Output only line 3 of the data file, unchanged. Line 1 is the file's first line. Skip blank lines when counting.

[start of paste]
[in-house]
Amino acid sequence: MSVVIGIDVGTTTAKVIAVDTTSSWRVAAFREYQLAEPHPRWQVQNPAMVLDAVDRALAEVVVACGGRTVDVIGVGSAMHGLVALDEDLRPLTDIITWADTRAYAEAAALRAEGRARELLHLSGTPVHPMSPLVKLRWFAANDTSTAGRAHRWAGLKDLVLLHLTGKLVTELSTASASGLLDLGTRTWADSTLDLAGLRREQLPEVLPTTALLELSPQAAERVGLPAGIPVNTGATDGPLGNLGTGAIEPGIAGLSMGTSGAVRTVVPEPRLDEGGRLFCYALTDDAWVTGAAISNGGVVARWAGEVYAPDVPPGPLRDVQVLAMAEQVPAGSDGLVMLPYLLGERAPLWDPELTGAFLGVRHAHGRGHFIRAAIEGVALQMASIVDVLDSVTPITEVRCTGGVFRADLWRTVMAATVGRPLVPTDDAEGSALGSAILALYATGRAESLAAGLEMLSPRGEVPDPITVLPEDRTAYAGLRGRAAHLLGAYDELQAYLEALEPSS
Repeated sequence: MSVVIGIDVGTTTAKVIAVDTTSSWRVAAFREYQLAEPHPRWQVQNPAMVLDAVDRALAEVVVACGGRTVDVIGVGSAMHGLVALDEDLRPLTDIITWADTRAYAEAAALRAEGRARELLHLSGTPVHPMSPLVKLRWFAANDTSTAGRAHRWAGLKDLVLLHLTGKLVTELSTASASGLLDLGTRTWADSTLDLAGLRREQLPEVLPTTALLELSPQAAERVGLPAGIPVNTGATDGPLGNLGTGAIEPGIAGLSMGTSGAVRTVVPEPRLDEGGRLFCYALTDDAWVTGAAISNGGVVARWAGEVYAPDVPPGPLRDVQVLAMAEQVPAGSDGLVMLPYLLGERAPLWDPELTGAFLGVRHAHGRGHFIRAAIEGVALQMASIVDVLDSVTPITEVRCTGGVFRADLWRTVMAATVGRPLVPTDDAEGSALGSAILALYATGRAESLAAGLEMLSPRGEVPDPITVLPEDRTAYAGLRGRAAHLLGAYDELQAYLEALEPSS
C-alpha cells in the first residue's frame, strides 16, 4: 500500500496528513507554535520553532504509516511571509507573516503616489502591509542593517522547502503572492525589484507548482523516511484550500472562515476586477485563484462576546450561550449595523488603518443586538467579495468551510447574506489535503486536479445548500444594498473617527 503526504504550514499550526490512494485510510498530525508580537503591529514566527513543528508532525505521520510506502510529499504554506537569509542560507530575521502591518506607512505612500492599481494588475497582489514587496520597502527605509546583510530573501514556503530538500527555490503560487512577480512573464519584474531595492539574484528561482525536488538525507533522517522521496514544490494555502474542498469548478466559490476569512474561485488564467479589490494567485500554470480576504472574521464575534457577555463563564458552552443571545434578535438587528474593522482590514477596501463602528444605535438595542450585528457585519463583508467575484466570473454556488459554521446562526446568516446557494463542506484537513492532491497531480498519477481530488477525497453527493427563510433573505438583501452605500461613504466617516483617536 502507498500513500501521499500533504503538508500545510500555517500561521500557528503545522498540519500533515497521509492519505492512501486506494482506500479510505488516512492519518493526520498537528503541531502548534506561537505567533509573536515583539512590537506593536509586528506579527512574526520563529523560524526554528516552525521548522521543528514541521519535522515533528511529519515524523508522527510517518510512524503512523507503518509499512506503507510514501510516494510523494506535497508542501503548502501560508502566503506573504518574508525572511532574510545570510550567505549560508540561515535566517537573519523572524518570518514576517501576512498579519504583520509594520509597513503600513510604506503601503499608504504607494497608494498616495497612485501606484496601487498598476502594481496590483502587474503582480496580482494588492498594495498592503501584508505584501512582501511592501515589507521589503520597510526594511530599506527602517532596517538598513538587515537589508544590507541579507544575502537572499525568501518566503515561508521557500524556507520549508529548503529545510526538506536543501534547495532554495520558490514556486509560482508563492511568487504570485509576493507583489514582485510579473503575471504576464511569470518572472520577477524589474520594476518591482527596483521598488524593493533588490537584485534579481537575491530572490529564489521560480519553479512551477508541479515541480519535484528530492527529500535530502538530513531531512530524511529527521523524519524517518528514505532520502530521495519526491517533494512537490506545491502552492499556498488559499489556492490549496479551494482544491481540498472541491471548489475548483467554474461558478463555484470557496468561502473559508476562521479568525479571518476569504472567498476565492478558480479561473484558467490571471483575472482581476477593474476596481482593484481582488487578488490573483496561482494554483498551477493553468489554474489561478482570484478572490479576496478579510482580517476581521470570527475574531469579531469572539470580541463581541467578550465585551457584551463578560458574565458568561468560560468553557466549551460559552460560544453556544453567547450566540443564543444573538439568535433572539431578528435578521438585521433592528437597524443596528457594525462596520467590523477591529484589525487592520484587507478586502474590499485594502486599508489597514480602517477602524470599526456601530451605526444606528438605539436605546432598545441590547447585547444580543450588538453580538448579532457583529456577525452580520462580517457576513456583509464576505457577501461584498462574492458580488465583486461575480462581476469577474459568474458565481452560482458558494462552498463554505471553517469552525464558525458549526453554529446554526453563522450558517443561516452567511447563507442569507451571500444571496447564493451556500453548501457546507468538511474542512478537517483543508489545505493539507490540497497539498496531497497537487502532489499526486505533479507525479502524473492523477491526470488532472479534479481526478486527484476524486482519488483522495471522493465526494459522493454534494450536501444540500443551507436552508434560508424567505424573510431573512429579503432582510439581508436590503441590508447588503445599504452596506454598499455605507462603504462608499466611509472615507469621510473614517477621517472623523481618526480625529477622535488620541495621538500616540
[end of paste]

Repeated sequence: MSVVIGIDVGTTTAKVIAVDTTSSWRVAAFREYQLAEPHPRWQVQNPAMVLDAVDRALAEVVVACGGRTVDVIGVGSAMHGLVALDEDLRPLTDIITWADTRAYAEAAALRAEGRARELLHLSGTPVHPMSPLVKLRWFAANDTSTAGRAHRWAGLKDLVLLHLTGKLVTELSTASASGLLDLGTRTWADSTLDLAGLRREQLPEVLPTTALLELSPQAAERVGLPAGIPVNTGATDGPLGNLGTGAIEPGIAGLSMGTSGAVRTVVPEPRLDEGGRLFCYALTDDAWVTGAAISNGGVVARWAGEVYAPDVPPGPLRDVQVLAMAEQVPAGSDGLVMLPYLLGERAPLWDPELTGAFLGVRHAHGRGHFIRAAIEGVALQMASIVDVLDSVTPITEVRCTGGVFRADLWRTVMAATVGRPLVPTDDAEGSALGSAILALYATGRAESLAAGLEMLSPRGEVPDPITVLPEDRTAYAGLRGRAAHLLGAYDELQAYLEALEPSS